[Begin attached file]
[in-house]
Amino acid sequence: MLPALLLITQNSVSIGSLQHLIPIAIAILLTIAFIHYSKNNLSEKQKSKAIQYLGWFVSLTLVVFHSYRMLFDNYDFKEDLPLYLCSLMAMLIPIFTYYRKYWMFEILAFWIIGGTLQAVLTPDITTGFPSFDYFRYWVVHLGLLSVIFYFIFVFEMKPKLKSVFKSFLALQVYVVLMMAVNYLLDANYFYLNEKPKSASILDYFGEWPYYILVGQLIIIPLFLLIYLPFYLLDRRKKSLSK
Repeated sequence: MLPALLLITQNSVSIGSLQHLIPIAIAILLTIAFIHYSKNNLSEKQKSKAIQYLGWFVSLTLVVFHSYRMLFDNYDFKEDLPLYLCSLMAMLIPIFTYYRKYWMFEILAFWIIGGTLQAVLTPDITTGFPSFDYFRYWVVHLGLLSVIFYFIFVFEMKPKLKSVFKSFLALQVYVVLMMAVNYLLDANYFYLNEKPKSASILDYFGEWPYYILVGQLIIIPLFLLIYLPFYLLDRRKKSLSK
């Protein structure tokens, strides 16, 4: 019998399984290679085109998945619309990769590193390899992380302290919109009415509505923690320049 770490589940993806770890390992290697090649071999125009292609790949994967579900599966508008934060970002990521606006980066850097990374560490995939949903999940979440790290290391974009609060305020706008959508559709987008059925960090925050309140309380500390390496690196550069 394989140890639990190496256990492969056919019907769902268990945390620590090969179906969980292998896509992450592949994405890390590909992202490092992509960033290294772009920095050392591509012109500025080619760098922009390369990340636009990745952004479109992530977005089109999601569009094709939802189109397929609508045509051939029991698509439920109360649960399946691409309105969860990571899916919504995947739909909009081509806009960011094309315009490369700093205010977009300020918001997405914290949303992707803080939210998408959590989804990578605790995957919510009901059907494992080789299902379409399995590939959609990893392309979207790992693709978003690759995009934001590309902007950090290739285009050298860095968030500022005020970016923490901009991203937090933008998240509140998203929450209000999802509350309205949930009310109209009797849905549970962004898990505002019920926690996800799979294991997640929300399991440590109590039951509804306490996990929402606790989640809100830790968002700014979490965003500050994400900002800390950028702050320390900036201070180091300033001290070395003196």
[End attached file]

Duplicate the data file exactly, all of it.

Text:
[in-house]
Amino acid sequence: MLPALLLITQNSVSIGSLQHLIPIAIAILLTIAFIHYSKNNLSEKQKSKAIQYLGWFVSLTLVVFHSYRMLFDNYDFKEDLPLYLCSLMAMLIPIFTYYRKYWMFEILAFWIIGGTLQAVLTPDITTGFPSFDYFRYWVVHLGLLSVIFYFIFVFEMKPKLKSVFKSFLALQVYVVLMMAVNYLLDANYFYLNEKPKSASILDYFGEWPYYILVGQLIIIPLFLLIYLPFYLLDRRKKSLSK
Repeated sequence: MLPALLLITQNSVSIGSLQHLIPIAIAILLTIAFIHYSKNNLSEKQKSKAIQYLGWFVSLTLVVFHSYRMLFDNYDFKEDLPLYLCSLMAMLIPIFTYYRKYWMFEILAFWIIGGTLQAVLTPDITTGFPSFDYFRYWVVHLGLLSVIFYFIFVFEMKPKLKSVFKSFLALQVYVVLMMAVNYLLDANYFYLNEKPKSASILDYFGEWPYYILVGQLIIIPLFLLIYLPFYLLDRRKKSLSK
């Protein structure tokens, strides 16, 4: 019998399984290679085109998945619309990769590193390899992380302290919109009415509505923690320049 770490589940993806770890390992290697090649071999125009292609790949994967579900599966508008934060970002990521606006980066850097990374560490995939949903999940979440790290290391974009609060305020706008959508559709987008059925960090925050309140309380500390390496690196550069 394989140890639990190496256990492969056919019907769902268990945390620590090969179906969980292998896509992450592949994405890390590909992202490092992509960033290294772009920095050392591509012109500025080619760098922009390369990340636009990745952004479109992530977005089109999601569009094709939802189109397929609508045509051939029991698509439920109360649960399946691409309105969860990571899916919504995947739909909009081509806009960011094309315009490369700093205010977009300020918001997405914290949303992707803080939210998408959590989804990578605790995957919510009901059907494992080789299902379409399995590939959609990893392309979207790992693709978003690759995009934001590309902007950090290739285009050298860095968030500022005020970016923490901009991203937090933008998240509140998203929450209000999802509350309205949930009310109209009797849905549970962004898990505002019920926690996800799979294991997640929300399991440590109590039951509804306490996990929402606790989640809100830790968002700014979490965003500050994400900002800390950028702050320390900036201070180091300033001290070395003196």